Email updates

Keep up to date with the latest news and content from BMC Research Notes and BioMed Central.

Open Access Research article

Chikungunya outbreak in a rural area of Western Cameroon in 2006: A retrospective serological and entomological survey

Maurice Demanou1*, Christophe Antonio-Nkondjio2, Emmanuel Ngapana3, Dominique Rousset1, Christophe Paupy4, Jean-Claude Manuguerra5 and Hervé Zeller6

Author Affiliations

1 Laboratoire de Virologie, Centre Pasteur Cameroon, BP 1274, Yaoundé, Cameroon

2 Organisation de Coordination pour la lutte contre les Endémies en Afrique Centrale (OCEAC), Yaoundé, Cameroun

3 Comité National d'Epidémiologie du Cameroun, Yaoundé, Cameroun

4 Institut de Recherche pour le Développement (IRD), UR016, OCEAC

5 Institut Pasteur, Paris, France

6 Centre national de référence des arbovirus et fièvres hémorragiques, Institut Pasteur, Lyon, France

For all author emails, please log on.

BMC Research Notes 2010, 3:128  doi:10.1186/1756-0500-3-128


The electronic version of this article is the complete one and can be found online at: http://www.biomedcentral.com/1756-0500/3/128


Received:22 March 2010
Accepted:5 May 2010
Published:5 May 2010

© 2010 Demanou et al; licensee BioMed Central Ltd.

This is an open access article distributed under the terms of the Creative Commons Attribution License (http://creativecommons.org/licenses/by/2.0), which permits unrestricted use, distribution, and reproduction in any medium, provided the original work is properly cited.

Abstract

Background

Although arboviral infections including Chikungunya virus (CHIKV) are common in sub-Saharan Africa, data on their circulation and prevalence are poorly documented. In 2006, more than 400 cases of dengue-like fever were reported in Kumbo (Northwest Region of Cameroon). The aim of this study was to identify the aetiology of this fever and to define its extent in the area.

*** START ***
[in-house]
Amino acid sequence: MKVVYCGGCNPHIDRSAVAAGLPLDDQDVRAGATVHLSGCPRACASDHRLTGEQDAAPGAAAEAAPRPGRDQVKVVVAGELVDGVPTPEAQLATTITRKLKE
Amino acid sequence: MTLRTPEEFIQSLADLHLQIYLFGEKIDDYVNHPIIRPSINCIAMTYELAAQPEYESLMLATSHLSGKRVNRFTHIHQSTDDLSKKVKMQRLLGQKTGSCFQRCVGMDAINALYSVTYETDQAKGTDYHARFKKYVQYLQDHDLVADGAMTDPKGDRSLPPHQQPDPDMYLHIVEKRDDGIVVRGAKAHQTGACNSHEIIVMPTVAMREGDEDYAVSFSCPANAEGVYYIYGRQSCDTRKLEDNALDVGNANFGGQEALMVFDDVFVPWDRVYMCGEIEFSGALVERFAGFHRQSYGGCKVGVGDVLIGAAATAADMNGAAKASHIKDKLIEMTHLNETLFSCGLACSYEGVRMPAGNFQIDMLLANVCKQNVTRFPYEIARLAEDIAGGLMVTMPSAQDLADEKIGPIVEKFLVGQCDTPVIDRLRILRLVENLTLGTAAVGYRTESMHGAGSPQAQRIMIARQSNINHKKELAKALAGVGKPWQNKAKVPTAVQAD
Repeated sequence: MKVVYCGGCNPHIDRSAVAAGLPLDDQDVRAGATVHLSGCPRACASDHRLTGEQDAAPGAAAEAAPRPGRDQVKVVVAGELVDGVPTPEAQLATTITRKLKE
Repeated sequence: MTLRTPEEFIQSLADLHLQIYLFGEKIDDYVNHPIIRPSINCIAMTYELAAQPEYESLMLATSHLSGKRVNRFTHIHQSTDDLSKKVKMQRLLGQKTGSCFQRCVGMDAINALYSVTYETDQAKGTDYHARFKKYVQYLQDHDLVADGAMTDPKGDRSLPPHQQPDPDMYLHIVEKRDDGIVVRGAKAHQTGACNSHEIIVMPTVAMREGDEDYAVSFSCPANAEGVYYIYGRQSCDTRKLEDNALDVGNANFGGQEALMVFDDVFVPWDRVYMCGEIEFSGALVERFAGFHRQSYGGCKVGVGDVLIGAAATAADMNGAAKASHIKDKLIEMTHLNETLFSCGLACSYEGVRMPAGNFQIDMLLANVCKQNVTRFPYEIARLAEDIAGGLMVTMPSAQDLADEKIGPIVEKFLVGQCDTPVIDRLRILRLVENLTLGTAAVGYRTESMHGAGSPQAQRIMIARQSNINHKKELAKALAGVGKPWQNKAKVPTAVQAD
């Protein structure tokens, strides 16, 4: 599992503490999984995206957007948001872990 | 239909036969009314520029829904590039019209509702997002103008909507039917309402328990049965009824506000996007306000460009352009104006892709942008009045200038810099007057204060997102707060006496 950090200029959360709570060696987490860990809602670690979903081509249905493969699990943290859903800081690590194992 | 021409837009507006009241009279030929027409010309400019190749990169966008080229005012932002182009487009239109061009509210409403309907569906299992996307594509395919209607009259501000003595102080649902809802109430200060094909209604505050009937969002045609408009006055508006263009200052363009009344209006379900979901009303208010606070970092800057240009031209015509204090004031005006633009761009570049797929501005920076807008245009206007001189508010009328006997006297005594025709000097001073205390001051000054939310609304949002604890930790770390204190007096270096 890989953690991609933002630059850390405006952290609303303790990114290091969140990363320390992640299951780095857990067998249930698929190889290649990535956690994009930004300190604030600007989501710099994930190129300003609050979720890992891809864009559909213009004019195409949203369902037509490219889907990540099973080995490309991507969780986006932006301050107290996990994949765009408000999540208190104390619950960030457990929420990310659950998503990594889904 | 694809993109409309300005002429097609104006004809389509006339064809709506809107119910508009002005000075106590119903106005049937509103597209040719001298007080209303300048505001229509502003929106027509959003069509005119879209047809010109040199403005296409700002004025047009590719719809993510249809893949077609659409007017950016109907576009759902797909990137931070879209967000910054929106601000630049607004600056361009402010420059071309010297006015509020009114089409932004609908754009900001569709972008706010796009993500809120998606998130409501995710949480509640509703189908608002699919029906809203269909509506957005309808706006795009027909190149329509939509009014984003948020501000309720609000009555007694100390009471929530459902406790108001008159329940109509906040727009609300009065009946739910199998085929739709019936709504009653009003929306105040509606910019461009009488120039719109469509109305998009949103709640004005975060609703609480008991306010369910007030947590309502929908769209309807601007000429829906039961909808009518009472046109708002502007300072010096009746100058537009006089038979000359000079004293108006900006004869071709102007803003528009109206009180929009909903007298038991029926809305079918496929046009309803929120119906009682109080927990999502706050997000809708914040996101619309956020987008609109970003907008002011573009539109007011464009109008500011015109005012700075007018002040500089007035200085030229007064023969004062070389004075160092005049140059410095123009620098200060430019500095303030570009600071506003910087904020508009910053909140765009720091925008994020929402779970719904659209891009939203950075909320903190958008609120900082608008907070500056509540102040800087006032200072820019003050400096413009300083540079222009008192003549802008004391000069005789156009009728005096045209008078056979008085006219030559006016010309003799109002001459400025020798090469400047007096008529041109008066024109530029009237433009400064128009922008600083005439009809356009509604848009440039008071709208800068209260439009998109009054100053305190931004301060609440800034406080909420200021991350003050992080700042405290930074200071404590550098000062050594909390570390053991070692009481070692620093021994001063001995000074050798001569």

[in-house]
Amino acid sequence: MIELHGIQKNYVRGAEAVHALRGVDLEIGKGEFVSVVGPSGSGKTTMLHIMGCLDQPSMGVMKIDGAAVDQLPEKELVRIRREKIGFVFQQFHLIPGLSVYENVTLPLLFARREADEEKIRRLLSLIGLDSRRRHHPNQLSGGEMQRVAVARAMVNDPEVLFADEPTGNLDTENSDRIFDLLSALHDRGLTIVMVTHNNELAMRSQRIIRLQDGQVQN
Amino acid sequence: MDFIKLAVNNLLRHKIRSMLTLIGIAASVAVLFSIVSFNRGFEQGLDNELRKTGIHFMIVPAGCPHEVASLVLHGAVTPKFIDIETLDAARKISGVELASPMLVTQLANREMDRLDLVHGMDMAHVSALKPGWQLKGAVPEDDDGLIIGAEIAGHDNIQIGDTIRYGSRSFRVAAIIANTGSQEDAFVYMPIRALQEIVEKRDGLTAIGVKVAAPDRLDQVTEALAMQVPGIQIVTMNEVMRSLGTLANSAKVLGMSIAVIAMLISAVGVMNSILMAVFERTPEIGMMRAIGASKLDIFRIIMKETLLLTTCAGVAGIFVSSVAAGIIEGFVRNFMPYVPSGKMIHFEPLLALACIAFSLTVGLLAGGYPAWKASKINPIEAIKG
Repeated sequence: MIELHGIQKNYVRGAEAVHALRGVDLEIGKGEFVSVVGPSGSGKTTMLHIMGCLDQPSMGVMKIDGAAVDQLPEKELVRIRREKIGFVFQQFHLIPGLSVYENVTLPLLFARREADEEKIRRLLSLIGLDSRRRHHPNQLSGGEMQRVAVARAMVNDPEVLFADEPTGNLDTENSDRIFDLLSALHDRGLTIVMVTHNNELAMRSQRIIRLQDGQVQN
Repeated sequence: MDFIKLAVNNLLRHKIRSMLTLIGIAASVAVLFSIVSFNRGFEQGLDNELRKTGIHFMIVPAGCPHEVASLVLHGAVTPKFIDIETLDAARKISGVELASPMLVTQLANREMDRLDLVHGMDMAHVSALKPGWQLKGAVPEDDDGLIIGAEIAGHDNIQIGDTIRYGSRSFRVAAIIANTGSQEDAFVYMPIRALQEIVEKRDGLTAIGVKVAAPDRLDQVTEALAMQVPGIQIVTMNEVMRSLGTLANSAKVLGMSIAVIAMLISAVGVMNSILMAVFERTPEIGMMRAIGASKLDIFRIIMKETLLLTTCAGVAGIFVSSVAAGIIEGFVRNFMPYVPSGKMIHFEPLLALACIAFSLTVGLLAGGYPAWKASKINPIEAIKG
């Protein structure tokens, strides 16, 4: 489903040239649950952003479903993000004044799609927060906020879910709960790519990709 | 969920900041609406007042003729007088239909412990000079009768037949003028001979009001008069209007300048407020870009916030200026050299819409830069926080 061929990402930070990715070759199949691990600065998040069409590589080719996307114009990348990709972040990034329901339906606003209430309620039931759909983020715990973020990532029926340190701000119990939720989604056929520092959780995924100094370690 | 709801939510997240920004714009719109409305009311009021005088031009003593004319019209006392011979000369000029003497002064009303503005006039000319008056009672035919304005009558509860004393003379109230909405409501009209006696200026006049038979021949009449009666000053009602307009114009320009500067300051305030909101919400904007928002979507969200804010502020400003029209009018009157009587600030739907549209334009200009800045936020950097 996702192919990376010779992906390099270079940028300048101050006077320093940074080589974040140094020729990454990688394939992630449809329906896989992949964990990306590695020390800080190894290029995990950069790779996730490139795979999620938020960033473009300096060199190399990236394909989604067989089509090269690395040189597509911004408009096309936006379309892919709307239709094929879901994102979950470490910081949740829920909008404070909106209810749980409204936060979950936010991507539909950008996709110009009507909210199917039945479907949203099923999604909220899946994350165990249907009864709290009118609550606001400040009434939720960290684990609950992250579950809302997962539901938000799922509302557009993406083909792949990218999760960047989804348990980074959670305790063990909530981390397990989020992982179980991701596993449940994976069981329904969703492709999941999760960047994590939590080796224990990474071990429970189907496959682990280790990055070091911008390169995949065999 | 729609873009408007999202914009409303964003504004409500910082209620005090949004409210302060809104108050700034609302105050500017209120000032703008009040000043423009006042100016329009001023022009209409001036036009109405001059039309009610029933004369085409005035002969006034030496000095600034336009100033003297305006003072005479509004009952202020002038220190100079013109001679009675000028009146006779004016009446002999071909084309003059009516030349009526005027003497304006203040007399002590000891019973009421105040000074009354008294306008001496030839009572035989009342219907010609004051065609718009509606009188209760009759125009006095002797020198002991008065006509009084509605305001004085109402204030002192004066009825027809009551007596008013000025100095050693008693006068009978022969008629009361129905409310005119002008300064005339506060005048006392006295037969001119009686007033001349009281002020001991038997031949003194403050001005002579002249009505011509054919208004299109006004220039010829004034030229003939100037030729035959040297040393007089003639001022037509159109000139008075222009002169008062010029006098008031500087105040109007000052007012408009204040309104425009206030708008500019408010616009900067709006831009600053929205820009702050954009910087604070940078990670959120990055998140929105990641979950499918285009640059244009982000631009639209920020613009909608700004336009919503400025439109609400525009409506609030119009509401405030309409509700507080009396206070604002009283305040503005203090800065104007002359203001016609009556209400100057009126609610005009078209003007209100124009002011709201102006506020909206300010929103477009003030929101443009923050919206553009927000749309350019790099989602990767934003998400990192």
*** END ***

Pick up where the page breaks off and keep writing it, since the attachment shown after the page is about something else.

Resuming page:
Methods

We conducted a cross-sectional seroprevalence survey one year after clinical investigations to define the extent of the infection. An entomological survey consisted of the collection and identification of mosquito immature stages in water containers in or around human dwellings.

Results

A total of 105 sera were obtained from volunteers and tested for CHIKV, O'Nyong-nyong virus (ONNV) and Dengue virus (DENV) specific IgM and IgG antibodies by enzyme-linked immunosorbent assays (ELISA). CHIKV infection was defined as the presence of IgM antibodies to CHIKV. There was serological evidence for recent Chikungunya infection, as 54 subjects (51.4%) had detectable IgM anti-CHIKV in their sera. Amongst these, 52 showed both anti-CHIKV IgM and IgG, and 2 (1.9%) had IgM anti-CHIKV in the absence of IgG. Isolated anti-CHIKV IgG positives were detected in 41 (39%) cases. No anti-ONNV and anti-DENV IgM antibodies were found amongst the sample tested. Out of 305 larvae collected in the different breeding sites, 87 developed to the adult stage; 56 (64.4%) were Aedes africanus and the remaining Culex spp.

Conclusions

These findings suggest that the outbreak of febrile illness reported in three villages of Western Cameroon was due to CHIKV. The issue of a possible persistence of anti-CHIKV IgM antibodies is discussed. Ae. africanus which was found to be relatively abundant among the raffia palm bushes probably plays a role in the transmission of CHIKV along the chain of sylvatic/domestic mosquito species in this rural area. Particular attention should therefore be given to arbovirus infections in the Central African sub-region where these infections are becoming an emerging public health threat.

Background

Chikungunya virus (CHIKV), is a member of the Alphavirus genus (Togaviridae family) and belongs to the Semliki virus antigenic complex comprising species with similar clinical manifestations and close antigenic patterns like CHIKV, O'Nyong-nyong virus (ONNV), Ross River virus and Mayaro virus [1,2].

CHIKV is now known to circulate in enzootic cycles throughout much of sub-Saharan Africa where it originated. In West and Central Africa, the disease is maintained in a sylvatic cycle involving wild non-human primates and forest-dwelling Aedes spp. mosquitoes. The virus has been isolated from sylvatic mosquito species in several countries including Senegal, Côte d'Ivoire, Central African Republic and South Africa. The mosquito species involved vary geographically and with ecological conditions; however, the major species involved in sylvatic cycles are Ae. furcifer, Ae. taylori, Ae. luteocephalus, Ae. africanus and Ae. neoafricanus [3-5]. In rural regions, outbreaks of human disease are occasionally detected when adequate laboratory diagnostics are implemented. These outbreaks tend to be of small scale and appear to be heavily dependent upon the sylvatic mosquito densities that increase with periods of heavy rainfall [6].